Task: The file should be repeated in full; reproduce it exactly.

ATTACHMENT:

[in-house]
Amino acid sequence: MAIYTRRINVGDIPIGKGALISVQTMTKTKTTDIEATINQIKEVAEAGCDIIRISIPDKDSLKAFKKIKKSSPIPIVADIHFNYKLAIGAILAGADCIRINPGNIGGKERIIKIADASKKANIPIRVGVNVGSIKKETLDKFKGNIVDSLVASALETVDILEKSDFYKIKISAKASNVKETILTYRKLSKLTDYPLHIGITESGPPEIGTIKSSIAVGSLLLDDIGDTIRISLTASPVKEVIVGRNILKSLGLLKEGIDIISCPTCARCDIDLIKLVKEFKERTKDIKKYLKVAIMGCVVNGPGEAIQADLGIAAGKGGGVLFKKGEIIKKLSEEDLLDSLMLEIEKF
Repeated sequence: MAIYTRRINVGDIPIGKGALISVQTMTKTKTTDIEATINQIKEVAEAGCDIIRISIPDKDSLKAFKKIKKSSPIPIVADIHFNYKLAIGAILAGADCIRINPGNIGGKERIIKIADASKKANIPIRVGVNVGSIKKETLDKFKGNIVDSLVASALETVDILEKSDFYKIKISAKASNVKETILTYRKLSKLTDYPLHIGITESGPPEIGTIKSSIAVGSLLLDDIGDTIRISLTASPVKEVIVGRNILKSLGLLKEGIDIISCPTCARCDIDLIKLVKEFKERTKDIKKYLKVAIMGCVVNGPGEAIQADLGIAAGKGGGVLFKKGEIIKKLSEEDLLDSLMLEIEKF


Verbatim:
[in-house]
Amino acid sequence: MAIYTRRINVGDIPIGKGALISVQTMTKTKTTDIEATINQIKEVAEAGCDIIRISIPDKDSLKAFKKIKKSSPIPIVADIHFNYKLAIGAILAGADCIRINPGNIGGKERIIKIADASKKANIPIRVGVNVGSIKKETLDKFKGNIVDSLVASALETVDILEKSDFYKIKISAKASNVKETILTYRKLSKLTDYPLHIGITESGPPEIGTIKSSIAVGSLLLDDIGDTIRISLTASPVKEVIVGRNILKSLGLLKEGIDIISCPTCARCDIDLIKLVKEFKERTKDIKKYLKVAIMGCVVNGPGEAIQADLGIAAGKGGGVLFKKGEIIKKLSEEDLLDSLMLEIEKF
Repeated sequence: MAIYTRRINVGDIPIGKGALISVQTMTKTKTTDIEATINQIKEVAEAGCDIIRISIPDKDSLKAFKKIKKSSPIPIVADIHFNYKLAIGAILAGADCIRINPGNIGGKERIIKIADASKKANIPIRVGVNVGSIKKETLDKFKGNIVDSLVASALETVDILEKSDFYKIKISAKASNVKETILTYRKLSKLTDYPLHIGITESGPPEIGTIKSSIAVGSLLLDDIGDTIRISLTASPVKEVIVGRNILKSLGLLKEGIDIISCPTCARCDIDLIKLVKEFKERTKDIKKYLKVAIMGCVVNGPGEAIQADLGIAAGKGGGVLFKKGEIIKKLSEEDLLDSLMLEIEKF